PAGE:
Children sometimes struggle with expressing their feelings but they are more likely to talk about them if we create a playful context.
When “Monster Worry” or “Monster Fear” come to my son I use the opportunity to encourage him to talk about them. How do they make him feel? How big is the “monster”? What can we do to “fight” it?
You can also encourage your child to draw the monster. Or you can create a story about a child who fought the same worry and managed to overcome it after a while.
Another playful way to deal with anxiety is to create a Worry Box.
Encourage the child to let you know every time they feel scared or worried. Then take a piece of paper and write the child’s worry (or let the kids write it if they are old enough). Invite the child to place the note in the box as a first step towards letting go of it.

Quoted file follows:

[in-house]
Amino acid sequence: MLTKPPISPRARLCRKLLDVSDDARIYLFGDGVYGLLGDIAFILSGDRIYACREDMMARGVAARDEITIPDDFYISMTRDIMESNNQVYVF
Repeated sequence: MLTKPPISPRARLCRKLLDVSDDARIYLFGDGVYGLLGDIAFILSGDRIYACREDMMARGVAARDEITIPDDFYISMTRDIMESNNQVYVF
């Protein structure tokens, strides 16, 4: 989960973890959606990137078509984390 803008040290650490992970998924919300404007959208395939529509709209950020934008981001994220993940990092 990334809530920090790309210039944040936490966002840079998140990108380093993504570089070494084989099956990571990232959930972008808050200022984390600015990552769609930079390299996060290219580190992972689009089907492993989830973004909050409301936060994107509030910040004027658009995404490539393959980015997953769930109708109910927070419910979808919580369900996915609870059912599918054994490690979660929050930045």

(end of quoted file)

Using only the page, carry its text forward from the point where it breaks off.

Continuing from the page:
This is just a first step and it doesn’t solve the problem but it offers you a lovely ritual that encourages your child to express the intense feelings and ask for your help.
5. Create a step-by-step plan to help the child overcome the anxiety
We tend to avoid putting our kids in situations that we know that can cause them anxiety. This is a good strategy in some cases but in most of the cases, this doesn’t really help.
Our job is not to protect kids from everything that can cause anxiety but to offer them the tools they need to overcome it.
Often the best approach is to create a step-by-step strategy that encourages the child to take little steps towards facing and overcoming the anxiety.